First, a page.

All the same, it quickly became clear something extraordinary was emerging from the muddy outcrop by the side of the Tigris. People soon realised the family had an exotic garden, which was behind the house as you looked at it from the river. First, that large pergola heavy with assorted grapes: it was clever, as it gave ample shade to laze under in the summer, and in the cold months the vines lost their leaves and let the sun shine through in winter. Gardenias and jasmine planted nearby produced a heady perfume as you lazed. Then, all along the maderban many different sorts of citrus trees were growing, with the other fruit trees behind them – eventually, just about everything: apricots, peaches, plums, cherries, mulberries, figs, pomegranates, apples and pears and exotic fruits such as lotus berries (hackberries) – deliciously scented, red and yellow – and bananas, until then unknown in Iraq.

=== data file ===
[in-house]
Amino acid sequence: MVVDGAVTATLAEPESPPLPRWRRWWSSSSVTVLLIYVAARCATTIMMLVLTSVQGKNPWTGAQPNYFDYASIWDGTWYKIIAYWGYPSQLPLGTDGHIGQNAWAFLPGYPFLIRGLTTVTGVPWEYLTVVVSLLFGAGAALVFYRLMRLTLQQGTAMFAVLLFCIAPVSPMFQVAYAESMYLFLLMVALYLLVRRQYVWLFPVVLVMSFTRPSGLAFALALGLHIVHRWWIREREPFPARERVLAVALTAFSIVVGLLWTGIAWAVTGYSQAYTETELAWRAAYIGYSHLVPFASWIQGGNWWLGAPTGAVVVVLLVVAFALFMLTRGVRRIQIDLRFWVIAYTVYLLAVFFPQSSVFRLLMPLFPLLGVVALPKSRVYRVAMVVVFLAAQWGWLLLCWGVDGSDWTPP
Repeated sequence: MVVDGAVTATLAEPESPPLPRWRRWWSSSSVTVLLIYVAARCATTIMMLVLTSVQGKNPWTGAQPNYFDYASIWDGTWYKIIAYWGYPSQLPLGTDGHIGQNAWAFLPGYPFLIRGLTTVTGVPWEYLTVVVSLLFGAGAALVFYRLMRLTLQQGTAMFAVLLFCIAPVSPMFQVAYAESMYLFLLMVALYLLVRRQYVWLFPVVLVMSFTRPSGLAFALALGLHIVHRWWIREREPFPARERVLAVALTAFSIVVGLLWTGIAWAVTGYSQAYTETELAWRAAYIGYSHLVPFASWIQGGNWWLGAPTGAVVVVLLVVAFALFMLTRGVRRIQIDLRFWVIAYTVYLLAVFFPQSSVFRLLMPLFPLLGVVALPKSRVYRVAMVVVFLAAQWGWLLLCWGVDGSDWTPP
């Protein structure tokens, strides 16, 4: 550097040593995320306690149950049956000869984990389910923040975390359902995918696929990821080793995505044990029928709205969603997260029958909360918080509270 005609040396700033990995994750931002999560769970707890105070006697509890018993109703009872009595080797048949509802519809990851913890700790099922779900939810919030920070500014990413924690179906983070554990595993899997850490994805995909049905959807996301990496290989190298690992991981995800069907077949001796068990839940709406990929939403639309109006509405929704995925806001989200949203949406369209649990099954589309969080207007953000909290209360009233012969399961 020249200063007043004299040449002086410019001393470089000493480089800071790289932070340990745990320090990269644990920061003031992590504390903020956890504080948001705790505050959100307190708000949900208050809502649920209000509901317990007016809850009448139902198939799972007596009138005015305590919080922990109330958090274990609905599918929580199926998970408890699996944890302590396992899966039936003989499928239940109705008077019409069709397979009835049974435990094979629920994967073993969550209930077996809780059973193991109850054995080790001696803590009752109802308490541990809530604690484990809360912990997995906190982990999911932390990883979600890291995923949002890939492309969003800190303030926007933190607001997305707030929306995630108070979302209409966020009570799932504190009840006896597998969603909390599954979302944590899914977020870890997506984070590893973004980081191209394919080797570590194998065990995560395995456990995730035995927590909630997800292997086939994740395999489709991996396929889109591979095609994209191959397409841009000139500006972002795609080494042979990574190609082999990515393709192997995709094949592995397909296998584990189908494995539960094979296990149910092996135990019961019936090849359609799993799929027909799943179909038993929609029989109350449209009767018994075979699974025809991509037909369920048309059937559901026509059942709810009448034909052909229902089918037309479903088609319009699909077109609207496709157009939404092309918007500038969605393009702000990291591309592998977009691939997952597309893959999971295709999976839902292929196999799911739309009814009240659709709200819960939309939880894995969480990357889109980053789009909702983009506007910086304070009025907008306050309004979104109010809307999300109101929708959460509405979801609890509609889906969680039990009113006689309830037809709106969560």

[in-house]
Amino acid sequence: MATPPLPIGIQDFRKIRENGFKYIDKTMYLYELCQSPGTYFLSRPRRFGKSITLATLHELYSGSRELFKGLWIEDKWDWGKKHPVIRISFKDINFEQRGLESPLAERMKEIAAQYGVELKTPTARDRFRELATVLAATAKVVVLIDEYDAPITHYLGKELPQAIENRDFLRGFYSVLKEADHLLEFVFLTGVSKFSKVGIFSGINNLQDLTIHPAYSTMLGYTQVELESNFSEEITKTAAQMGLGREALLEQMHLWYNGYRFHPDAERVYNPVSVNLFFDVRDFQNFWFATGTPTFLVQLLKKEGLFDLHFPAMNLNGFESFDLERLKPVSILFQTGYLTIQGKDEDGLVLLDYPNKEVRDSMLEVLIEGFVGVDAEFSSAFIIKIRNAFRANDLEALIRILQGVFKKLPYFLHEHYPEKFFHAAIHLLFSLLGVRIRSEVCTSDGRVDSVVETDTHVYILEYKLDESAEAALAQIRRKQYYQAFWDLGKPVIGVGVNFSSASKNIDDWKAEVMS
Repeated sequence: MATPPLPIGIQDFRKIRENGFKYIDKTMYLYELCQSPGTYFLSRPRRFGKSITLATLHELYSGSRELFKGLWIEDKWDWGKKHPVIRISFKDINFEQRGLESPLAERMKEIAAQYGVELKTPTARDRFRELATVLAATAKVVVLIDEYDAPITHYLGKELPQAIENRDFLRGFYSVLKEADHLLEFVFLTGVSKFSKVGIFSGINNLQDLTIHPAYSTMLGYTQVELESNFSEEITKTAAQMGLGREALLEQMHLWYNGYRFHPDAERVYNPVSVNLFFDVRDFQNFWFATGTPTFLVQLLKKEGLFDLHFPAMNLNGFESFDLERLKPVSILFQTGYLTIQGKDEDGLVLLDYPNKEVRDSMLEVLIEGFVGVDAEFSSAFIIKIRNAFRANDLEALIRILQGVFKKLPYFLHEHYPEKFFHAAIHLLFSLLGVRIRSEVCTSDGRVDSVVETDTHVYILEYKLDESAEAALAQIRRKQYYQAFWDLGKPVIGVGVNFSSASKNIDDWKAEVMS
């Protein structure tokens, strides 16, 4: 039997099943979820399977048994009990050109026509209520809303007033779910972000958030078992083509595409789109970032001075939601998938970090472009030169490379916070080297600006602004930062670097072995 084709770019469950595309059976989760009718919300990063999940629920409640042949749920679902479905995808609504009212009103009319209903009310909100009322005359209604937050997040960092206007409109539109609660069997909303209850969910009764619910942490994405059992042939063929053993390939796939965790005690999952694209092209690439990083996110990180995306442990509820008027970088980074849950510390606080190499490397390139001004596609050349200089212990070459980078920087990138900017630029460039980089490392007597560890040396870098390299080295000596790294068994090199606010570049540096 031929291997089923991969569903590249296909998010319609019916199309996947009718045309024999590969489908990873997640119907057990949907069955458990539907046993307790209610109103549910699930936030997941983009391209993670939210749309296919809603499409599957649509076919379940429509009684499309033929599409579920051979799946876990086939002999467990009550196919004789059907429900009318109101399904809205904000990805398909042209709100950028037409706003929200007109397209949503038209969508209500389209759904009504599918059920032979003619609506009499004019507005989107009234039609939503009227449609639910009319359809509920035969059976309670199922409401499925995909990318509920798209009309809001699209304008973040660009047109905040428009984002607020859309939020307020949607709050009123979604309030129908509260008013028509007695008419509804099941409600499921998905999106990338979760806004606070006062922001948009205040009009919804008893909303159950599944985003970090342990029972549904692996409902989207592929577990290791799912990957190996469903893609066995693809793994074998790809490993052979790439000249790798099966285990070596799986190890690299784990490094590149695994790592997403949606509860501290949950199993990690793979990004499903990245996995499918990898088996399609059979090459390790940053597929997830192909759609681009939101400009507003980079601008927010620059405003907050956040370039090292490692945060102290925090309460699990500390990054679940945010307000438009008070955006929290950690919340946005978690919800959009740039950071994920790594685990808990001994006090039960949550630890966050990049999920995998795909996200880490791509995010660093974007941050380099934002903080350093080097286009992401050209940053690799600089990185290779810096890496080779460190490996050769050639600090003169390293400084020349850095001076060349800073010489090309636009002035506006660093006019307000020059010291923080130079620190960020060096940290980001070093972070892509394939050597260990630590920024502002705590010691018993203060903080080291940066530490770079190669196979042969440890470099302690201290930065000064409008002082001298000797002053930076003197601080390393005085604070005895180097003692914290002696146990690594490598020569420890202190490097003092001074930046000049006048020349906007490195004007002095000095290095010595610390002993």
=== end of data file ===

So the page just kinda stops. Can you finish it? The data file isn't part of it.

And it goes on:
There were nut trees: walnuts, almonds, hazelnuts and a real rarity, a pistachio tree. There were haphazard patches of vegetables – tomatoes, cucumbers, aubergines, courgettes and so on – and several tenacious plants like mint and pepper as well as flowers such as violets and hyacinths, growing wild. There was no purposeful symmetry anywhere. Flowers and vegetables grew between the fruit trees which in turn grew between date palms. It must have been truly wonderful to wander round and pick fruit of different textures, flavours and tastes, and as always, the younger generation went for the green, unripe ones, to its cost.
“We children thought we were in paradise. We had three nabqaayi trees bearing lotus berries, one just outside the house and two further away.We all loved the khastaweeyah date palm by the pathway. It was the ideal tree: big, fat, shady and easy to climb.